(434) 384-9400 Lynchburg Office

(540) 554-3762 Roanoke Office

Serving Clients Throughout Virginia

Herniated Disc Workers’ Compensation Settlements In Virginia


Have you suffered a spinal disc injury due to your job? It can be an extremely difficult burden, as you face costly treatments and possibly surgery, as well as lost income incurred from missing work. The pain from your back injury can also affect your daily life and diminish your ability to earn in the future.

Virginia law provides workers’ compensation for on-the-job injuries such as a herniated disk, but in real life, obtaining the amount you need and deserve is challenging. You could be facing an established insurance carrier that is well-prepared to dispute your claim. You may need the help of an attorney to pursue your rightful compensation. We at Slominski Law understand the intricacies of an actual workers’ comp claim. Talk to us to see how we can help you.

What Is A Herniated Disc? How Does It Occur At Work?

The human spine is made up of stacked bones called vertebrae, and in between these bones are ‘cushions’ called spinal discs. Each spinal disc is like a jelly donut filled with a soft, gel-like material inside a rubbery cartilage exterior.

When the spine takes too much force or is worked to its limit, a spinal disc could tear and push out its inner material – in medical terms, it could herniate. This is why a herniated disk is also commonly called a ruptured disk or a slipped disk. As the soft material is pushed out of the disc, it can interfere with surrounding nerves, causing pain, numbness, tingling, or weakness on certain body parts such as the arms and legs.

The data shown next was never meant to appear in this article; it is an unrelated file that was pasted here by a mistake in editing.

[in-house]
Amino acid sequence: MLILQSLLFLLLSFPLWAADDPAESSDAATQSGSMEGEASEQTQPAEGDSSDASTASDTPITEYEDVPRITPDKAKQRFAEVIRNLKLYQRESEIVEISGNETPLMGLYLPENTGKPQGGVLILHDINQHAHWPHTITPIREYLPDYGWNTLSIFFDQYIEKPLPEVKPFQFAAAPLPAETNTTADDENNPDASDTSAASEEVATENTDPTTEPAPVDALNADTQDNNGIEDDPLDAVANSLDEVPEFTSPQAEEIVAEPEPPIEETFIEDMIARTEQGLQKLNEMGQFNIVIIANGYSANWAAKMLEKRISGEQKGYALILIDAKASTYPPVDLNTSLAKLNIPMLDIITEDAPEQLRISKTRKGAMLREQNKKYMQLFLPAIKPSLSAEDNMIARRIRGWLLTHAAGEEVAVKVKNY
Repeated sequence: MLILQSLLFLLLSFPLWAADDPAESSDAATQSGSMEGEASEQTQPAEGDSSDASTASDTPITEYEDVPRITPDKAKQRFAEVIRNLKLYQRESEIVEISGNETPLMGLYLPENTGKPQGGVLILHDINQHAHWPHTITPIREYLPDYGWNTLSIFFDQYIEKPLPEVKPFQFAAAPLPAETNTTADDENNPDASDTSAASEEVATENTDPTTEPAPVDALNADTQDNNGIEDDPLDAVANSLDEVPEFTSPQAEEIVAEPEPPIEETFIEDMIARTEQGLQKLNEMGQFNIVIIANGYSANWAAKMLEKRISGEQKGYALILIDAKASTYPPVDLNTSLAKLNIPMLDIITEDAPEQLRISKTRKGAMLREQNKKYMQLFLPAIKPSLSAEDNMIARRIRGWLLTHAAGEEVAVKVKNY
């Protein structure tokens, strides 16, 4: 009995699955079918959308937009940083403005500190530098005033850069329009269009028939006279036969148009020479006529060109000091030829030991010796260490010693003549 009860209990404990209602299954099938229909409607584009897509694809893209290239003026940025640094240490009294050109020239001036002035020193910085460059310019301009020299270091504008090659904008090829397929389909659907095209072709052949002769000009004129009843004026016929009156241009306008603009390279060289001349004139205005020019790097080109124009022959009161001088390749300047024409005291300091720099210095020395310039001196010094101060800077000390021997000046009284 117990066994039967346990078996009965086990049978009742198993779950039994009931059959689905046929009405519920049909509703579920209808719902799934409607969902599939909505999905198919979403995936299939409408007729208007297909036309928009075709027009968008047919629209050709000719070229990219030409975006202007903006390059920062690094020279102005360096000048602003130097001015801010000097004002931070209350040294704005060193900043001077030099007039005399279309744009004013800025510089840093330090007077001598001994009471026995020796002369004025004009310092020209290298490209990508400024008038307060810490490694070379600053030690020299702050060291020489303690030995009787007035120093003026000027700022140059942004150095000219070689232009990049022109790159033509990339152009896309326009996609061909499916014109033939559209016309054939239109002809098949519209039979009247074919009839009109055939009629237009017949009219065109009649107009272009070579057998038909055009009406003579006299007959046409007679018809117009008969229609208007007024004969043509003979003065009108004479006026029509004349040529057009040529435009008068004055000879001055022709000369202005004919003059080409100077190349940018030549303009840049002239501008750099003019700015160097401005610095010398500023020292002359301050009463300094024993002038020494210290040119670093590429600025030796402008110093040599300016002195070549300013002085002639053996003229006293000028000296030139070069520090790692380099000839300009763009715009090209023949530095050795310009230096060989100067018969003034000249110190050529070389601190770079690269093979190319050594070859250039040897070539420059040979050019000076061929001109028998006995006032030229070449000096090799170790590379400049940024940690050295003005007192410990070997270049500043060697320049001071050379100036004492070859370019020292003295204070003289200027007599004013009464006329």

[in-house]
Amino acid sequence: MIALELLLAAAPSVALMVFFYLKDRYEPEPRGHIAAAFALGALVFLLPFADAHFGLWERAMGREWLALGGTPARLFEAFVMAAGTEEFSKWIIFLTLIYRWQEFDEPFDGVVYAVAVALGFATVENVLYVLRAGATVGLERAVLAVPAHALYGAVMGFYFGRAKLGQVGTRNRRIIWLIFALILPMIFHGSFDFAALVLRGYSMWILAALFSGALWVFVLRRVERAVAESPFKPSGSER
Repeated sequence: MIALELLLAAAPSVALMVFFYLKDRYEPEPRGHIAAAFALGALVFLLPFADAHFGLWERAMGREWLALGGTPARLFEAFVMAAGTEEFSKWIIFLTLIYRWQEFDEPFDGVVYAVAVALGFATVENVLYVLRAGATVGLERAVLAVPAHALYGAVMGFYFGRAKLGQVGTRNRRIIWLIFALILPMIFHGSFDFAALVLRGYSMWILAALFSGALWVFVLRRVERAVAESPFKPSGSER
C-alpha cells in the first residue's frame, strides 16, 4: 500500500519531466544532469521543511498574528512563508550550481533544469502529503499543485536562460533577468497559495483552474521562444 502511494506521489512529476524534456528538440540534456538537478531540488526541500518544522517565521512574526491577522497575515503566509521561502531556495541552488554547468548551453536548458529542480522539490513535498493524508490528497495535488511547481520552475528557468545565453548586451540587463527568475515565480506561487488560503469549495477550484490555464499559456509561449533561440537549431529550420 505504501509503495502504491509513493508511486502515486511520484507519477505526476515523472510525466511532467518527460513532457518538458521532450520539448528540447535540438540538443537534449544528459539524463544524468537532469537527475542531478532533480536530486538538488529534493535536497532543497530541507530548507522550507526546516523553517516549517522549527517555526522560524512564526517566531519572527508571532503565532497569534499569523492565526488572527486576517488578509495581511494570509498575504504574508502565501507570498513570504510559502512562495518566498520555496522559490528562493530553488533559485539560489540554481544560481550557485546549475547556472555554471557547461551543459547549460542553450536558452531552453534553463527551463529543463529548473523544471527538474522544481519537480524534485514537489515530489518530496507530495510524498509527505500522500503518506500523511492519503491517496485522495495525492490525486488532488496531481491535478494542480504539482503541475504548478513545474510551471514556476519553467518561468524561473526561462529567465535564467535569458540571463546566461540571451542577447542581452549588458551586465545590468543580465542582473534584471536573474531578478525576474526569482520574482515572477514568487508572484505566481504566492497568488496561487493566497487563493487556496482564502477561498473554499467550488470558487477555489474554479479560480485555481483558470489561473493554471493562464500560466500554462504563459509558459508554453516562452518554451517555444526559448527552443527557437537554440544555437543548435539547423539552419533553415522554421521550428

Disc herniation is most often an aging problem, as the spinal discs become more prone to injury after years of wear-and-tear. Another major risk factor, however, is one’s occupation. According to the Mayo Clinic, people who have physically demanding jobs have greater risk of back problems like this. 

Some of the jobs where slipped discs are common include:

  • Construction workers
  • Warehouse workers 
  • Carpenters
  • Plumbers
  • Firefighters
  • Janitors
  • Hospital workers such as nurses and orderlies
  • Cargo movers.

I Have Bulging Disc, Not A Herniated Disc. Could I Still Be Compensated?

Yes, a bulging disc is a compensable spine injury. A workers’ comp insurance company may prefer to characterize your condition as a “bulging disc” instead of a herniated disc because the former sounds less threatening. But a bulging disc can cause nerve problems as much as a herniated disk does.

The main difference between the two is that a bulging disk does not involve the leaking of inner material through a tear. It protrudes or sticks out beyond its regular circumference. On a normal spine, the spinal discs match the size of the vertebrae so they all align perfectly. But when the spine is overworked, any of the spinal discs can bulge out between the bones, like a hamburger patty that’s too wide for its buns.